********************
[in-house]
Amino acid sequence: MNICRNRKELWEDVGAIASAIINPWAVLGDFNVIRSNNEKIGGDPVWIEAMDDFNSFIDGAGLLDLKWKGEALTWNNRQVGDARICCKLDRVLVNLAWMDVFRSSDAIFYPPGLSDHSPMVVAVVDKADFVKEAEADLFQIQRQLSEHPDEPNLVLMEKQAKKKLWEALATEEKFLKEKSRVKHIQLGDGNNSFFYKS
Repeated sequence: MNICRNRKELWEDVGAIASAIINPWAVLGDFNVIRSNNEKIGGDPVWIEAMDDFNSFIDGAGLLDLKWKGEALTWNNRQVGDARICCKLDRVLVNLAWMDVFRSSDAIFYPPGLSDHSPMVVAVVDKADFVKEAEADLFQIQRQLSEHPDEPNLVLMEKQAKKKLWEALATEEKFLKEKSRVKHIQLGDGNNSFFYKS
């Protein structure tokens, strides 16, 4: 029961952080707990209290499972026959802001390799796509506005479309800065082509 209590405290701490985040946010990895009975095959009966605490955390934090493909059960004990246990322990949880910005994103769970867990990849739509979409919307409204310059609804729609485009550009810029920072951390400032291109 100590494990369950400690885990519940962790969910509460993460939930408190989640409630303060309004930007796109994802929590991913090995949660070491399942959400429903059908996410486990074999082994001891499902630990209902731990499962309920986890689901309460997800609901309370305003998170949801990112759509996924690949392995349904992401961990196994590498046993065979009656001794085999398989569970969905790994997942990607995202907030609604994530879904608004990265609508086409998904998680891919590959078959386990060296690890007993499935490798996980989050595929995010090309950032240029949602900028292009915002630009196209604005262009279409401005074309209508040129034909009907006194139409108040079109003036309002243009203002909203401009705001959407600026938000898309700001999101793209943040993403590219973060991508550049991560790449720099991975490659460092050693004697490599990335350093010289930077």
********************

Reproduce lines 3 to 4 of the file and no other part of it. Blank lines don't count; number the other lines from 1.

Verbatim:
Repeated sequence: MNICRNRKELWEDVGAIASAIINPWAVLGDFNVIRSNNEKIGGDPVWIEAMDDFNSFIDGAGLLDLKWKGEALTWNNRQVGDARICCKLDRVLVNLAWMDVFRSSDAIFYPPGLSDHSPMVVAVVDKADFVKEAEADLFQIQRQLSEHPDEPNLVLMEKQAKKKLWEALATEEKFLKEKSRVKHIQLGDGNNSFFYKS
């Protein structure tokens, strides 16, 4: 029961952080707990209290499972026959802001390799796509506005479309800065082509 209590405290701490985040946010990895009975095959009966605490955390934090493909059960004990246990322990949880910005994103769970867990990849739509979409919307409204310059609804729609485009550009810029920072951390400032291109 100590494990369950400690885990519940962790969910509460993460939930408190989640409630303060309004930007796109994802929590991913090995949660070491399942959400429903059908996410486990074999082994001891499902630990209902731990499962309920986890689901309460997800609901309370305003998170949801990112759509996924690949392995349904992401961990196994590498046993065979009656001794085999398989569970969905790994997942990607995202907030609604994530879904608004990265609508086409998904998680891919590959078959386990060296690890007993499935490798996980989050595929995010090309950032240029949602900028292009915002630009196209604005262009279409401005074309209508040129034909009907006194139409108040079109003036309002243009203002909203401009705001959407600026938000898309700001999101793209943040993403590219973060991508550049991560790449720099991975490659460092050693004697490599990335350093010289930077």